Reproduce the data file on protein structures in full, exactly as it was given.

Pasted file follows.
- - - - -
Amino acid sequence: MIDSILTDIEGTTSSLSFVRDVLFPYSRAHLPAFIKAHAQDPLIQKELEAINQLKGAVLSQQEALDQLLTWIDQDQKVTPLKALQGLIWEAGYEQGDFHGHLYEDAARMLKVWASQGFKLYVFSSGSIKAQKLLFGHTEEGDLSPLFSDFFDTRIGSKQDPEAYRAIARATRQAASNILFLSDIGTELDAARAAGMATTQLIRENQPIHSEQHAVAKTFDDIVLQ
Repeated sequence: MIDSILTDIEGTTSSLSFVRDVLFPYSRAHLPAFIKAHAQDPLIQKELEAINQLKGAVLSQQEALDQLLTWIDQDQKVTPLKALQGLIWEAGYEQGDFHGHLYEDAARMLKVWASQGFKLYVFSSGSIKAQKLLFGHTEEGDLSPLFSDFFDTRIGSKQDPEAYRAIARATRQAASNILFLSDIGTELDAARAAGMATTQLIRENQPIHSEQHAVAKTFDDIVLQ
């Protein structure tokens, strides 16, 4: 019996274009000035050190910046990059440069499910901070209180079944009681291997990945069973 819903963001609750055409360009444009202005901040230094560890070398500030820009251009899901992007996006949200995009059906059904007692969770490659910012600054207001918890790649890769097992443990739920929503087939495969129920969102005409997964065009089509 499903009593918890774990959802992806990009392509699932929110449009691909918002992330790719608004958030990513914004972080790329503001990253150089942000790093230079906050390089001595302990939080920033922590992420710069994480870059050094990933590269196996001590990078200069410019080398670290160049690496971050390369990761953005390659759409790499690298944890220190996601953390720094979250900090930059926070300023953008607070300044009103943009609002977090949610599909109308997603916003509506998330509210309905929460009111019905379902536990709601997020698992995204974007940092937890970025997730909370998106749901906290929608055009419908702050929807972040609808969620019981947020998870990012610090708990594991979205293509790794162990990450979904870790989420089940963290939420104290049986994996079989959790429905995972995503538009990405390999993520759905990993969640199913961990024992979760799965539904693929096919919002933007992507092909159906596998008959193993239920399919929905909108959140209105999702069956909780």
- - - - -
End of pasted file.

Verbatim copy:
Amino acid sequence: MIDSILTDIEGTTSSLSFVRDVLFPYSRAHLPAFIKAHAQDPLIQKELEAINQLKGAVLSQQEALDQLLTWIDQDQKVTPLKALQGLIWEAGYEQGDFHGHLYEDAARMLKVWASQGFKLYVFSSGSIKAQKLLFGHTEEGDLSPLFSDFFDTRIGSKQDPEAYRAIARATRQAASNILFLSDIGTELDAARAAGMATTQLIRENQPIHSEQHAVAKTFDDIVLQ
Repeated sequence: MIDSILTDIEGTTSSLSFVRDVLFPYSRAHLPAFIKAHAQDPLIQKELEAINQLKGAVLSQQEALDQLLTWIDQDQKVTPLKALQGLIWEAGYEQGDFHGHLYEDAARMLKVWASQGFKLYVFSSGSIKAQKLLFGHTEEGDLSPLFSDFFDTRIGSKQDPEAYRAIARATRQAASNILFLSDIGTELDAARAAGMATTQLIRENQPIHSEQHAVAKTFDDIVLQ
């Protein structure tokens, strides 16, 4: 019996274009000035050190910046990059440069499910901070209180079944009681291997990945069973 819903963001609750055409360009444009202005901040230094560890070398500030820009251009899901992007996006949200995009059906059904007692969770490659910012600054207001918890790649890769097992443990739920929503087939495969129920969102005409997964065009089509 499903009593918890774990959802992806990009392509699932929110449009691909918002992330790719608004958030990513914004972080790329503001990253150089942000790093230079906050390089001595302990939080920033922590992420710069994480870059050094990933590269196996001590990078200069410019080398670290160049690496971050390369990761953005390659759409790499690298944890220190996601953390720094979250900090930059926070300023953008607070300044009103943009609002977090949610599909109308997603916003509506998330509210309905929460009111019905379902536990709601997020698992995204974007940092937890970025997730909370998106749901906290929608055009419908702050929807972040609808969620019981947020998870990012610090708990594991979205293509790794162990990450979904870790989420089940963290939420104290049986994996079989959790429905995972995503538009990405390999993520759905990993969640199913961990024992979760799965539904693929096919919002933007992507092909159906596998008959193993239920399919929905909108959140209105999702069956909780």